If you’re brand-new to the world of cryptocurrency, getting started can seem a little intimidating. Fortunately, some things can be done for you. This includes setting up a wallet.
You should have a wallet if you’re carrying around money or bank cards. Otherwise, it’s likely you’re going to lose your hard-earned cash. Cryptocurrency is no different, and has to be stored somewhere. If you don’t have a crypto wallet, a hosted wallet can be set up for you.
Whether you want to stock up on BTC or ETH, or are keen to collect NFTs, you need a wallet. Because cryptocurrency and tokens are part of blockchain technology, they need a special place to be stored.
Wallets come in a variety of forms. To begin with, you might be unsure which is best for your needs and requirements.
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What Is a Crypto Wallet?
As we said, a crypto wallet is a place to store anything crypto or blockchain related. But, how exactly do they work, and why is it important to choose the right one?
A wallet actually stores your keys and passwords that enable you to access your coins or tokens. Additionally, they let you send and receive crypto. This is not unlike a PayPal wallet, which is a digital wallet for fiat money (although PayPal has introduced crypto capabilities this year).
How Do Wallets Work?
You can have more than one wallet. In fact, you may need certain wallets for different crypto. For example, a Phantom wallet is ideal if you’re dealing in SOL, and a Metamask wallet is perfect for ETH.
Each wallet has a unique ID, which is made up of a string of letters and numbers. This is also known as the public key. Similar to a bank card number, it can only be used to view or receive funds, meaning it can safely be viewed publicly.
When you do set up a wallet, you’ll be given a “seed phrase”. Like a PIN for your bank card, this must be kept a secret. It consists of a jumble of twelve random words. It’s vital that you keep a safe record of the seed phrase, as it is what grants you access to your wallet.
In order to buy and sell cryptocurrencies, you then need to connect your wallet to the marketplace you intend to trade on. To protect yourself, it’s advisable to spread your crypto across multiple wallets. That way, if one falls victim to fraudulent activity or hacking, you have some back up stored elsewhere.
Hot & Cold Wallets
Hot wallets are great for warming up your mitts in winter, and cold ones are perfect for keeping food chilled on camping trips.
Okay, for real though, hot wallets are crypto wallets that exist on your web browser or as an app on your phone. They’re always connected to the internet and part of a network. These kinds of wallets are good for trading on the go, and provide easy access for sending and receiving crypto on the fly.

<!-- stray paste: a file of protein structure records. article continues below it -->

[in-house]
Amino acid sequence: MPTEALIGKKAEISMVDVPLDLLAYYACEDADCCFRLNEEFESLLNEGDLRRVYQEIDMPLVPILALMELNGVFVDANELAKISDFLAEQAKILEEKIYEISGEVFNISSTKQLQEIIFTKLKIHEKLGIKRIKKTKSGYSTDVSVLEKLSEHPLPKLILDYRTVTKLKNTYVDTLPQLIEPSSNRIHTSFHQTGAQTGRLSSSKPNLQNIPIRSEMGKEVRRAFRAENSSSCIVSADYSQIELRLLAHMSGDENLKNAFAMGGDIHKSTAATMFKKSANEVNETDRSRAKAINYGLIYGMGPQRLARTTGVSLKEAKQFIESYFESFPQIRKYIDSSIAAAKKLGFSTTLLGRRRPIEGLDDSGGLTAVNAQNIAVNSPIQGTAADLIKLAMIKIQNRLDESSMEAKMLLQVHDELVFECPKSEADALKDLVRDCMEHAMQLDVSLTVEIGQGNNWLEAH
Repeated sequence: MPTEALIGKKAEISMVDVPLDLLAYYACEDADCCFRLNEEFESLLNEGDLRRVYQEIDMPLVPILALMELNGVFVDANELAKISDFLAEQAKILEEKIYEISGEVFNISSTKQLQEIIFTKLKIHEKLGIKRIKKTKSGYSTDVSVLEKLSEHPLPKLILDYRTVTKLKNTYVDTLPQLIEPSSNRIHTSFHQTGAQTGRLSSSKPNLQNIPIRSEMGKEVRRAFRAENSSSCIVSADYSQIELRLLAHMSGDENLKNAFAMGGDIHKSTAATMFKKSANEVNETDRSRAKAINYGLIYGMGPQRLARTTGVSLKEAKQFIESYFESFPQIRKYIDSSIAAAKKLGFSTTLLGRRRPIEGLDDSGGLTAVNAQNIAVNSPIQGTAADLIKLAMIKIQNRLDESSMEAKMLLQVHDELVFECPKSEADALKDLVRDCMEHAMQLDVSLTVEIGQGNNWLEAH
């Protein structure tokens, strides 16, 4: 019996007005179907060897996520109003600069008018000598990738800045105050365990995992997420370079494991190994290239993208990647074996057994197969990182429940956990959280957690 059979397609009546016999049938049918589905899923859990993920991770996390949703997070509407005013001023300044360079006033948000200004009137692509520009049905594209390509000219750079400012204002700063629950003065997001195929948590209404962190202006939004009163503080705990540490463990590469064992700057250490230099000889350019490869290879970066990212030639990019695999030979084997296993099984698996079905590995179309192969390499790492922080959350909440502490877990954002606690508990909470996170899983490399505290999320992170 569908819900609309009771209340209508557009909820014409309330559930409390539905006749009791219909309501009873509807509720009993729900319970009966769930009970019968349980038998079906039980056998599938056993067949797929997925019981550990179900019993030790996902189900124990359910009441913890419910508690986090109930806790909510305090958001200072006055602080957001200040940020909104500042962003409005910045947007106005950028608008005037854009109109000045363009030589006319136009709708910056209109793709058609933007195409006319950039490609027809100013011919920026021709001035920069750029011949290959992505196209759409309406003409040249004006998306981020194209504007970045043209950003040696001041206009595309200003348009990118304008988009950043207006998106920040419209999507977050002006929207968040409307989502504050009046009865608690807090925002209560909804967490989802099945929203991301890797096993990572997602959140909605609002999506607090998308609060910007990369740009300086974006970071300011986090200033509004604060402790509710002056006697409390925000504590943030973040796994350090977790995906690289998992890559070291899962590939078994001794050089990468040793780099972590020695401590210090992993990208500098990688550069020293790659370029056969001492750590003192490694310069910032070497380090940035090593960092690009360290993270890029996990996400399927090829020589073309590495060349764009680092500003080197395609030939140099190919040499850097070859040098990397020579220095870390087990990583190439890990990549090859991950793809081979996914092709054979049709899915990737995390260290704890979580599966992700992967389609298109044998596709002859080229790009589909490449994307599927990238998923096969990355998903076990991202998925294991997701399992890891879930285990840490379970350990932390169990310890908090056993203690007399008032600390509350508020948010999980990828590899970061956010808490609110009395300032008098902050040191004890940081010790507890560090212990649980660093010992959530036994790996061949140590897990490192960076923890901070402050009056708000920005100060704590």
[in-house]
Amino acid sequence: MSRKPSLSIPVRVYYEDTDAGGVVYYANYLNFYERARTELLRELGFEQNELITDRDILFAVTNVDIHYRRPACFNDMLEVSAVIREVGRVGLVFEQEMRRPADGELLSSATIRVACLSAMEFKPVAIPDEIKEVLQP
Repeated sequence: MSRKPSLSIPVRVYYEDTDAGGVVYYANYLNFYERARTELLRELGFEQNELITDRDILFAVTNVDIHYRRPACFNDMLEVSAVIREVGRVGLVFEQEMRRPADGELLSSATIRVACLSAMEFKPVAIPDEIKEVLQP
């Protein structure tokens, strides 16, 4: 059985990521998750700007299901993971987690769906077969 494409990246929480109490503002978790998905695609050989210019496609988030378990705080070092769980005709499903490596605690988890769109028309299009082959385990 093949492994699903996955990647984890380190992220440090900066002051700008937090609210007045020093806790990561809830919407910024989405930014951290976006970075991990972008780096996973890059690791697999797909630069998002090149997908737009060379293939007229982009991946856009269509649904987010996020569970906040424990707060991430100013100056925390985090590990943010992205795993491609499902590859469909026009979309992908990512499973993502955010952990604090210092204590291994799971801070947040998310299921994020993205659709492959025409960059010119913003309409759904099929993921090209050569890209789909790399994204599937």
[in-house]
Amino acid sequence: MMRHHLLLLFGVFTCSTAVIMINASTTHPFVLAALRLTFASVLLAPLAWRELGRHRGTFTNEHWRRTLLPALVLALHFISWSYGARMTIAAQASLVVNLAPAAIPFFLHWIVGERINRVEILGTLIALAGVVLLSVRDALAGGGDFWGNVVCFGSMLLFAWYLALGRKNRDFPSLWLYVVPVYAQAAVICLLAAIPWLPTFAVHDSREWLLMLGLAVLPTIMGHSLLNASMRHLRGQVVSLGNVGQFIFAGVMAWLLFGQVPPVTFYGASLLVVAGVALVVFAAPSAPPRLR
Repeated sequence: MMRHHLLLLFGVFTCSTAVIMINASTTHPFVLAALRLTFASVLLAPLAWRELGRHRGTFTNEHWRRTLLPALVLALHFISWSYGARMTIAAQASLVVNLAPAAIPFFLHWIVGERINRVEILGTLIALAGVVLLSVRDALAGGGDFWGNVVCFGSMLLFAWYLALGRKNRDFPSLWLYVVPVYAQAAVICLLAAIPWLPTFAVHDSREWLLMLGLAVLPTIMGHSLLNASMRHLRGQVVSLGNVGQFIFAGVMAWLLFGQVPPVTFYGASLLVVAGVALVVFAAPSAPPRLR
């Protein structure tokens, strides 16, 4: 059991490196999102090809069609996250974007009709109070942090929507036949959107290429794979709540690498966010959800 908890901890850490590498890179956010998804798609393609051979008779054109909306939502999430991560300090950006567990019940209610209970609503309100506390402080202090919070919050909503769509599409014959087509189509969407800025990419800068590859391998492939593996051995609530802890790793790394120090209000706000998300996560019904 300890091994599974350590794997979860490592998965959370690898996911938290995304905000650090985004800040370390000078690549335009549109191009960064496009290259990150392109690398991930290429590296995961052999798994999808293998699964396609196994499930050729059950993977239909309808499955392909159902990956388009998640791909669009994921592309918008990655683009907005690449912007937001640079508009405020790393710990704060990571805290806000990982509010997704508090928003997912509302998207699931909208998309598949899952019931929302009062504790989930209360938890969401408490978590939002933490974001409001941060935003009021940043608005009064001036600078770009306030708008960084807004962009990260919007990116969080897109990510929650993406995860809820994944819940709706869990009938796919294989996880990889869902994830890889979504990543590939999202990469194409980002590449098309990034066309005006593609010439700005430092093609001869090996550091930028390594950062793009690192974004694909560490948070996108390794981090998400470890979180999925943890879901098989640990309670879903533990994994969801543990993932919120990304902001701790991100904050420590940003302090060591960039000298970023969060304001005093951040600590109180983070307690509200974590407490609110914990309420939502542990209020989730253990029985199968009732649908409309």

Cold wallets are a crypto storage solution that is not connected to the internet. They can be digital, or hardware wallets, looking similar to a fancy USB stick or hard drive. Many people view these as a more secure storage format, since they’re less vulnerable to cyberattacks. Just make sure you don’t lose it down the back of the sofa!
What Is a Hosted Wallet?
A hosted wallet is a fantastic entry level way to get started with owning crypto or NFTs. You can dive right into buying and trading crypto, without needing to go through the steps of setting a wallet up yourself. There’s no need to worry about looking after the keys and passwords either.
A hosted wallet is automatically set up for you when you begin trading on exchanges like Coinbase or Bitflyer. This is simply a way to store your crypto, whilst a third-party looks after and controls the cryptographic keys. So, if you were worried about losing your passwords, fear not! Coinbase, or whoever you choose to go with, will look after them for you.
The exchange hosting your wallet will control, send, and receive crypto on your behalf.
A benefit of using a hosted wallet (aka a custodial wallet) is that some platforms allow you to send crypto to the same kind of wallets free of charge. There can be more security in hosted wallets too. Some platforms will insure you against loss, whether that be as a result of cyberattacks, or due to some mistake make on their part.
Choosing the Right Host
With a hosted wallet, there is still an element of research required. It’s important to find one that suits your needs, and that you feel comfortable using.
The key consideration should always be security. Additionally, you need to look at ease of use – this is particularly important if you are a beginner. Compliance to government and financial regulations is important too, as this will indicate how safe and legitimate a host is.
Alongside Coinbase and Bitflyer, you could opt to go with Binance, BitGo, BitMex, or FreeWallet for your hosted wallet.